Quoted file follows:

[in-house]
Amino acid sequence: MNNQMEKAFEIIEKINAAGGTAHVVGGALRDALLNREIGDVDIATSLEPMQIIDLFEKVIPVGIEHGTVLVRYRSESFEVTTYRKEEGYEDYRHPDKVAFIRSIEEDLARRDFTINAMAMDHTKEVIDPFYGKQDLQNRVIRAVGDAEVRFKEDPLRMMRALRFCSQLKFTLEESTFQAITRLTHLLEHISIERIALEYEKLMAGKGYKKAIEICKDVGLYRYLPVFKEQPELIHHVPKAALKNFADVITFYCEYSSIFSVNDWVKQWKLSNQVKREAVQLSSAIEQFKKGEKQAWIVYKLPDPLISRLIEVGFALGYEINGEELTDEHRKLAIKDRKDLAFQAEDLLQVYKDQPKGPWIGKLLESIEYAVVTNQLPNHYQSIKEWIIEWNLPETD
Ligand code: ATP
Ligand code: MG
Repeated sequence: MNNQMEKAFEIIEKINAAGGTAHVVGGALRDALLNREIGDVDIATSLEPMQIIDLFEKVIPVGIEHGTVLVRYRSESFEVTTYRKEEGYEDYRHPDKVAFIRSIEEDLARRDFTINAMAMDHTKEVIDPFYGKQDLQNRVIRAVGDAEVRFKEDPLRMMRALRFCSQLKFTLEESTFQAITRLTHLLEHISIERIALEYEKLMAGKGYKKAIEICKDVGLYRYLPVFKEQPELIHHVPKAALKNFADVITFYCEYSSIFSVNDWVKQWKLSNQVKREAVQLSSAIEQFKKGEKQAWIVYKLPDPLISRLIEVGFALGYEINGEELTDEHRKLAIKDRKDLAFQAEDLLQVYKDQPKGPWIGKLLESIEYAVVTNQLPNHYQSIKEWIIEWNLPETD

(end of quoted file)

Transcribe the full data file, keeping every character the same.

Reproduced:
[in-house]
Amino acid sequence: MNNQMEKAFEIIEKINAAGGTAHVVGGALRDALLNREIGDVDIATSLEPMQIIDLFEKVIPVGIEHGTVLVRYRSESFEVTTYRKEEGYEDYRHPDKVAFIRSIEEDLARRDFTINAMAMDHTKEVIDPFYGKQDLQNRVIRAVGDAEVRFKEDPLRMMRALRFCSQLKFTLEESTFQAITRLTHLLEHISIERIALEYEKLMAGKGYKKAIEICKDVGLYRYLPVFKEQPELIHHVPKAALKNFADVITFYCEYSSIFSVNDWVKQWKLSNQVKREAVQLSSAIEQFKKGEKQAWIVYKLPDPLISRLIEVGFALGYEINGEELTDEHRKLAIKDRKDLAFQAEDLLQVYKDQPKGPWIGKLLESIEYAVVTNQLPNHYQSIKEWIIEWNLPETD
Ligand code: ATP
Ligand code: MG
Repeated sequence: MNNQMEKAFEIIEKINAAGGTAHVVGGALRDALLNREIGDVDIATSLEPMQIIDLFEKVIPVGIEHGTVLVRYRSESFEVTTYRKEEGYEDYRHPDKVAFIRSIEEDLARRDFTINAMAMDHTKEVIDPFYGKQDLQNRVIRAVGDAEVRFKEDPLRMMRALRFCSQLKFTLEESTFQAITRLTHLLEHISIERIALEYEKLMAGKGYKKAIEICKDVGLYRYLPVFKEQPELIHHVPKAALKNFADVITFYCEYSSIFSVNDWVKQWKLSNQVKREAVQLSSAIEQFKKGEKQAWIVYKLPDPLISRLIEVGFALGYEINGEELTDEHRKLAIKDRKDLAFQAEDLLQVYKDQPKGPWIGKLLESIEYAVVTNQLPNHYQSIKEWIIEWNLPETD